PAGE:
Enter the Dragon

A Finnish national hero on a spy mission across China.

by Trevor Corson

Originally published in the Boston Globe on April 24, 2011.

General Mannerheim watching the Battle of Tampere, by Antti Faven

It’s always curious when a person of privilege spurns his piece of earthly paradise and tramps into impoverished wastelands to suffer of his own volition. It’s even more curious when that person returns from exile to become a legend, accomplishing what not even the world’s greatest armies could. He halts the global advance of communism—almost single-handedly, it seems—and in the process transforms his impoverished land into the most privileged place on earth.

This most privileged place—today "the best country in the world" in which to be born, according to Newsweek—is a small outpost that for nearly a century held the line between the capitalist West and the communist East. It's Finland, and the man who returned from exile to safeguard freedom, democracy, and wealth from the red demons next door was Carl Gustav Mannerheim, a sort of Finnish George Washington and Ronald Reagan rolled into one. Mannerheim’s little-known midlife adventures have inspired Eric Enno Tamm's new travelogue, The Horse That Leaps Through Clouds: A Tale of Espionage, the Silk Road and the Rise of Modern China.

I once spent a few hours sitting by the sea a short drive from where Mannerheim grew up on Finland’s west coast. It was idyllic, and I wondered why anyone would want to leave, even lacking the luxuries Mannerheim possessed, including his family’s palatial manor house, landscaped English gardens, and private beach, not to mention his title of baron.

But on the cusp of turning 40—depressed, headed toward divorce, and still decades away from his future fame—Mannerheim sought diversion, and found it in a job offer from the Russia Empire in 1906. The mission was to fake his way into the Chinese Empire, in the guise of an anthropologist, to collect military intelligence for a possible invasion.

So began a peculiar interlude in Mannerheim’s career, a solitary trek from Central Asia into the Qing Dynasty’s back door, across the bleak deserts and brutal mountain ranges of western China, through Muslim, Tibetan, Mongolian, and Chinese territories encrusted with hardship and poverty. Mannerheim covered some 2,000 miles, mostly on horseback, and wrote down everything he saw or heard, enduring large doses of exhaustion, illness, hostility, and frustration along the way. He was gone for two years.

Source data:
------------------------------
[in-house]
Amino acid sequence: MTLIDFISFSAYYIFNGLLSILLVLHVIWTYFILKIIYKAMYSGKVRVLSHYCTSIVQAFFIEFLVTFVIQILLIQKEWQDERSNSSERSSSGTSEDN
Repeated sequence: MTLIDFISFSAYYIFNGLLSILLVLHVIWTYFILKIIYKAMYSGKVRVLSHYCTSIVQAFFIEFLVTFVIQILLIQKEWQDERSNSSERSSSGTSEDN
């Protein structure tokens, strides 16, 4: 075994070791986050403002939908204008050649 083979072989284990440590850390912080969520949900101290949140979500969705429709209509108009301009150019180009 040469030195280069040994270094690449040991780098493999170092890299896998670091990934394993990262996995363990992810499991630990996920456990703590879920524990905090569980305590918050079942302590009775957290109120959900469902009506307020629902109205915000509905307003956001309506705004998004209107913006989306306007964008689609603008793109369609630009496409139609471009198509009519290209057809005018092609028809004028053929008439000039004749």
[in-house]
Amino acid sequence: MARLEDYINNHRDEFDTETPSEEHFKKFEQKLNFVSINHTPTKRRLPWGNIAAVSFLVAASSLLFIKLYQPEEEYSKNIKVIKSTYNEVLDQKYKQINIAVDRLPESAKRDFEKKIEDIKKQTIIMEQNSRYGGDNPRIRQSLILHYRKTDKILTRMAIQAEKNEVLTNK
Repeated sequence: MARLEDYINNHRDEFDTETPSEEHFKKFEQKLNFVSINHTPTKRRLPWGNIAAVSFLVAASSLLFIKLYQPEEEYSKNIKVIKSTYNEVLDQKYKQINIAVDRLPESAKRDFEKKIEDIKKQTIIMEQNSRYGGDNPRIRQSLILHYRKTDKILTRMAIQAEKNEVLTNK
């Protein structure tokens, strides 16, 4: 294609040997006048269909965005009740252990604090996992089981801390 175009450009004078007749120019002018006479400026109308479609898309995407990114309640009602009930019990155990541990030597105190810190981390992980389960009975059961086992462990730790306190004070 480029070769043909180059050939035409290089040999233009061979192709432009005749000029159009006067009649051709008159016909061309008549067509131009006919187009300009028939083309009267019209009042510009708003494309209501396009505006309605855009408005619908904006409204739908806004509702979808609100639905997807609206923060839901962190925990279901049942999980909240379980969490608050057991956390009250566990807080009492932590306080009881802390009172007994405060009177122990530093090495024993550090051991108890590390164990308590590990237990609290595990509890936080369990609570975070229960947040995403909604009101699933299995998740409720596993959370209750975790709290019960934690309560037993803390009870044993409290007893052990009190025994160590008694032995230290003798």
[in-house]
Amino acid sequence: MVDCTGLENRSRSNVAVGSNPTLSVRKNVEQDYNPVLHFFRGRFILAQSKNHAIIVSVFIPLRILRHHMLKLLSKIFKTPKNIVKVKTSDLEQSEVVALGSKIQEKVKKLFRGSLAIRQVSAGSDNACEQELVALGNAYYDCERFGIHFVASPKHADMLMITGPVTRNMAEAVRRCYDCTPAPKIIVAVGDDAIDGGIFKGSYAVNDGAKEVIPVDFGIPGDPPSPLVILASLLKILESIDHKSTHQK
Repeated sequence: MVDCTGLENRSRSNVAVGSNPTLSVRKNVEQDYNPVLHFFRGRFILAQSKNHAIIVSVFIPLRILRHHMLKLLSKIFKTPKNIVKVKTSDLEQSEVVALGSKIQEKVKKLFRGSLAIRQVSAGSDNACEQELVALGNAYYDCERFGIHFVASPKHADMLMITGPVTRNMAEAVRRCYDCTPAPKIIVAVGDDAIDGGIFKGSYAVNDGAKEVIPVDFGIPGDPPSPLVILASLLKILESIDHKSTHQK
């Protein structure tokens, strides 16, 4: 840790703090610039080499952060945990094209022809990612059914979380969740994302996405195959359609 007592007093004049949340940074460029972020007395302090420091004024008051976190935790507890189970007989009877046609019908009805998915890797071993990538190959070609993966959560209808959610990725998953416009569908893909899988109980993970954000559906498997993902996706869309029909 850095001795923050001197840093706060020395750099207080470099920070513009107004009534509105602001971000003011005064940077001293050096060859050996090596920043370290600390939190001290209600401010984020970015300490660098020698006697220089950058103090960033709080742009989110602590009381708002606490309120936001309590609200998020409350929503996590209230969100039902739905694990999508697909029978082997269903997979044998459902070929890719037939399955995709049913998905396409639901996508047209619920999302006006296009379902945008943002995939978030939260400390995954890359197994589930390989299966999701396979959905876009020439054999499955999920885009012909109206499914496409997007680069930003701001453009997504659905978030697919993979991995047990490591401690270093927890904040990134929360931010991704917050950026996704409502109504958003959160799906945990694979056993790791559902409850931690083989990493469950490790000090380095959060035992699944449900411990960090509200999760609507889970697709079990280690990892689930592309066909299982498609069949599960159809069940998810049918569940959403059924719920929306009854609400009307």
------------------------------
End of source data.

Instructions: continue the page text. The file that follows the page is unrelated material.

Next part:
In the summer of 2006, precisely a century to the day from Mannerheim’s departure, Tamm set out to retrace Mannerheim’s route, and this second journey forms the backbone of the Canadian journalist’s account. The Horse That Leaps Through Clouds weaves details of Mannerheim’s reports from Imperial China with Tamm’s take on the same places today. The title derives from a fanciful translation of Mannerheim’s name in Chinese.

Why Tamm pursues this quest has partly to do with his father, a refugee from Estonia—a cultural cousin to Finland that, less fortunately, succumbed to the communist onslaught—who lionized Mannerheim. Tamm also appears to share Mannerheim’s restive nature, choosing to forsake idyllic Vancouver for the privations of the journey, which turn out to be substantial. Tamm seeks to know not just the path, but also the man.

If all this is starting to sound a bit too scattered to fit between the covers of one book, you might be on to something. For a project billed as "a cautionary tale about the breathtaking rise of China," Tamm’s approach frustrated me from the get-go, as we slogged through Russia and the Central Asian republics for the first hundred pages before even glimpsing the Chinese border, with only the faintest of thematic signposts to guide the way.

Once inside China, though, Tamm finds more focus, and the book’s quirky premise delivers an unorthodox view of the country as a diverse and troubled constellation of distressed ethnicities, an untamed body politic more often than not still struggling today as a communist dictatorship with the same contradictions and conflicting agendas that Mannerheim noted under the Qing emperors. Tamm’s account of a surreal mountaintop meeting between Mannerheim and the Dalai Lama—a previous incarnation of him, but with pretty much the same problems—is riveting.

Less riveting, for me at least, was Tamm’s cataloguing of the daily details of what he sees and eats, which pile up like the relics that Tamm chides turn-of-the-19th-century ethnographers for pillaging, with the effect of flattening the narrative. But Tamm also demonstrates a dogged talent for encountering illustrative characters, and his digressions into helpful history and irreverent commentary feel thoughtfully researched and fresh.

In the end, Mannerheim the man remains elusive, and China’s trajectory clouded. Mannerheim moved on to a new mission—fighting communism—that leveraged his aristocratic origins into fame. While he succeeded in saving Finland, Mannerheim lived just long enough to witness China’s fall to communism. What he didn’t live to witness would have struck him as ironic. Tamm’s trip reveals that the communist East today is more wildly capitalist than the West. Whether that can result in China ever becoming "the best country in the world" remains to be seen.